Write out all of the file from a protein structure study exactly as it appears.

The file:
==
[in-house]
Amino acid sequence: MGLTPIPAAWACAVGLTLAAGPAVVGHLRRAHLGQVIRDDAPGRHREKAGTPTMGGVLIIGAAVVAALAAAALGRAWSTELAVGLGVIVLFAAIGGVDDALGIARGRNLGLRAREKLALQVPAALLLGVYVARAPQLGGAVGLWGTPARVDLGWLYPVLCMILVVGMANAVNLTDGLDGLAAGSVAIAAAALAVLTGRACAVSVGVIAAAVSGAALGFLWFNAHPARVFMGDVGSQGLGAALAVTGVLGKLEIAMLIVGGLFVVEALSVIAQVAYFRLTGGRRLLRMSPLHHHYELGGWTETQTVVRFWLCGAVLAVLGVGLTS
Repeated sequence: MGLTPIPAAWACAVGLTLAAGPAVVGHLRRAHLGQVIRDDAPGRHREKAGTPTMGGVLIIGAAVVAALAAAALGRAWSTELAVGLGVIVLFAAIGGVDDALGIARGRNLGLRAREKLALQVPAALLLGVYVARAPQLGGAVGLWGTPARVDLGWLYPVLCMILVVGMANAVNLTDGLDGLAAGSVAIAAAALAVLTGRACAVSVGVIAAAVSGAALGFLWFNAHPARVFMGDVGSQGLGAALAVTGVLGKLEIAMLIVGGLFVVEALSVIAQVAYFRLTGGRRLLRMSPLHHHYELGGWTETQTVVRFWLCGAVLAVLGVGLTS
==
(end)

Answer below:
[in-house]
Amino acid sequence: MGLTPIPAAWACAVGLTLAAGPAVVGHLRRAHLGQVIRDDAPGRHREKAGTPTMGGVLIIGAAVVAALAAAALGRAWSTELAVGLGVIVLFAAIGGVDDALGIARGRNLGLRAREKLALQVPAALLLGVYVARAPQLGGAVGLWGTPARVDLGWLYPVLCMILVVGMANAVNLTDGLDGLAAGSVAIAAAALAVLTGRACAVSVGVIAAAVSGAALGFLWFNAHPARVFMGDVGSQGLGAALAVTGVLGKLEIAMLIVGGLFVVEALSVIAQVAYFRLTGGRRLLRMSPLHHHYELGGWTETQTVVRFWLCGAVLAVLGVGLTS
Repeated sequence: MGLTPIPAAWACAVGLTLAAGPAVVGHLRRAHLGQVIRDDAPGRHREKAGTPTMGGVLIIGAAVVAALAAAALGRAWSTELAVGLGVIVLFAAIGGVDDALGIARGRNLGLRAREKLALQVPAALLLGVYVARAPQLGGAVGLWGTPARVDLGWLYPVLCMILVVGMANAVNLTDGLDGLAAGSVAIAAAALAVLTGRACAVSVGVIAAAVSGAALGFLWFNAHPARVFMGDVGSQGLGAALAVTGVLGKLEIAMLIVGGLFVVEALSVIAQVAYFRLTGGRRLLRMSPLHHHYELGGWTETQTVVRFWLCGAVLAVLGVGLTS